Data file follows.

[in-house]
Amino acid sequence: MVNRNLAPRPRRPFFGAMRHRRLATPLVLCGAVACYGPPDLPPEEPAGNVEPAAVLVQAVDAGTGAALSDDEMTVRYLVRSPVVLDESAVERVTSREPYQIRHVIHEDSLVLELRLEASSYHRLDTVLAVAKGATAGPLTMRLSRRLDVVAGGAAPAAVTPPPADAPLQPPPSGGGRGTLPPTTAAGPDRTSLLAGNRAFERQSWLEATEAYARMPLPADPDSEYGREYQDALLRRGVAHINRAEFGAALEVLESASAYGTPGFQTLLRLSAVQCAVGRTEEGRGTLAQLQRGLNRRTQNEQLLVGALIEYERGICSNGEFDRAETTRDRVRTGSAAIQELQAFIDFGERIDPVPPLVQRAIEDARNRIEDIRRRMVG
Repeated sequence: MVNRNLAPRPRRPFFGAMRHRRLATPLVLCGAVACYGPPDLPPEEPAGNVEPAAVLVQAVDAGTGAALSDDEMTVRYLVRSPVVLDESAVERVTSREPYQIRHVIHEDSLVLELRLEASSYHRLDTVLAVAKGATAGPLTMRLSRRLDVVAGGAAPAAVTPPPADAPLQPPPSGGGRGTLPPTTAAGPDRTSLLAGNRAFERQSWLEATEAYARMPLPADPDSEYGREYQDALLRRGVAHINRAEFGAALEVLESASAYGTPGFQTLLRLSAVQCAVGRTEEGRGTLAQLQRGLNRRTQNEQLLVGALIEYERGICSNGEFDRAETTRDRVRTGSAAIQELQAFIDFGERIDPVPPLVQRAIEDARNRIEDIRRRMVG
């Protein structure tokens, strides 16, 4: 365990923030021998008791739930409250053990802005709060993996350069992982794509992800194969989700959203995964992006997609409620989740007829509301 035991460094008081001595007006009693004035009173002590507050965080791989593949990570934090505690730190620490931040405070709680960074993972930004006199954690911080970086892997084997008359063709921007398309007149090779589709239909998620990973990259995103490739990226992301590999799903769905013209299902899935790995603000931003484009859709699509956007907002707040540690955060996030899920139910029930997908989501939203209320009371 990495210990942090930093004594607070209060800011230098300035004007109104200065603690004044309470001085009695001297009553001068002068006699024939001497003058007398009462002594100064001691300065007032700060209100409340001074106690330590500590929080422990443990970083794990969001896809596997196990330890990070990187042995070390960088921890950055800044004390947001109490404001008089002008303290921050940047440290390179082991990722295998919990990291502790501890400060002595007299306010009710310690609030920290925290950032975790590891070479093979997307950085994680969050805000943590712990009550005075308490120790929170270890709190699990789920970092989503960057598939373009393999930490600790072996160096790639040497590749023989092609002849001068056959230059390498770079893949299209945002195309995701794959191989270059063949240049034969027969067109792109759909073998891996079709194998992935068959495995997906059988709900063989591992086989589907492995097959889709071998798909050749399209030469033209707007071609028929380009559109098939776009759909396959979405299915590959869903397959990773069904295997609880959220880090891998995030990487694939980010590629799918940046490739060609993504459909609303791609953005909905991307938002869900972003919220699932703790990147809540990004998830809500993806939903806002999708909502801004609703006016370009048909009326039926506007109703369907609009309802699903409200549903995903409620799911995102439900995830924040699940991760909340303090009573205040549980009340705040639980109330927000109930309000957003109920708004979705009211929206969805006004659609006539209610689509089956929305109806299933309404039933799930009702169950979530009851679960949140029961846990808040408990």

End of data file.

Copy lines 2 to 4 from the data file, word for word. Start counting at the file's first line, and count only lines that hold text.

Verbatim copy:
Amino acid sequence: MVNRNLAPRPRRPFFGAMRHRRLATPLVLCGAVACYGPPDLPPEEPAGNVEPAAVLVQAVDAGTGAALSDDEMTVRYLVRSPVVLDESAVERVTSREPYQIRHVIHEDSLVLELRLEASSYHRLDTVLAVAKGATAGPLTMRLSRRLDVVAGGAAPAAVTPPPADAPLQPPPSGGGRGTLPPTTAAGPDRTSLLAGNRAFERQSWLEATEAYARMPLPADPDSEYGREYQDALLRRGVAHINRAEFGAALEVLESASAYGTPGFQTLLRLSAVQCAVGRTEEGRGTLAQLQRGLNRRTQNEQLLVGALIEYERGICSNGEFDRAETTRDRVRTGSAAIQELQAFIDFGERIDPVPPLVQRAIEDARNRIEDIRRRMVG
Repeated sequence: MVNRNLAPRPRRPFFGAMRHRRLATPLVLCGAVACYGPPDLPPEEPAGNVEPAAVLVQAVDAGTGAALSDDEMTVRYLVRSPVVLDESAVERVTSREPYQIRHVIHEDSLVLELRLEASSYHRLDTVLAVAKGATAGPLTMRLSRRLDVVAGGAAPAAVTPPPADAPLQPPPSGGGRGTLPPTTAAGPDRTSLLAGNRAFERQSWLEATEAYARMPLPADPDSEYGREYQDALLRRGVAHINRAEFGAALEVLESASAYGTPGFQTLLRLSAVQCAVGRTEEGRGTLAQLQRGLNRRTQNEQLLVGALIEYERGICSNGEFDRAETTRDRVRTGSAAIQELQAFIDFGERIDPVPPLVQRAIEDARNRIEDIRRRMVG
């Protein structure tokens, strides 16, 4: 365990923030021998008791739930409250053990802005709060993996350069992982794509992800194969989700959203995964992006997609409620989740007829509301 035991460094008081001595007006009693004035009173002590507050965080791989593949990570934090505690730190620490931040405070709680960074993972930004006199954690911080970086892997084997008359063709921007398309007149090779589709239909998620990973990259995103490739990226992301590999799903769905013209299902899935790995603000931003484009859709699509956007907002707040540690955060996030899920139910029930997908989501939203209320009371 990495210990942090930093004594607070209060800011230098300035004007109104200065603690004044309470001085009695001297009553001068002068006699024939001497003058007398009462002594100064001691300065007032700060209100409340001074106690330590500590929080422990443990970083794990969001896809596997196990330890990070990187042995070390960088921890950055800044004390947001109490404001008089002008303290921050940047440290390179082991990722295998919990990291502790501890400060002595007299306010009710310690609030920290925290950032975790590891070479093979997307950085994680969050805000943590712990009550005075308490120790929170270890709190699990789920970092989503960057598939373009393999930490600790072996160096790639040497590749023989092609002849001068056959230059390498770079893949299209945002195309995701794959191989270059063949240049034969027969067109792109759909073998891996079709194998992935068959495995997906059988709900063989591992086989589907492995097959889709071998798909050749399209030469033209707007071609028929380009559109098939776009759909396959979405299915590959869903397959990773069904295997609880959220880090891998995030990487694939980010590629799918940046490739060609993504459909609303791609953005909905991307938002869900972003919220699932703790990147809540990004998830809500993806939903806002999708909502801004609703006016370009048909009326039926506007109703369907609009309802699903409200549903995903409620799911995102439900995830924040699940991760909340303090009573205040549980009340705040639980109330927000109930309000957003109920708004979705009211929206969805006004659609006539209610689509089956929305109806299933309404039933799930009702169950979530009851679960949140029961846990808040408990």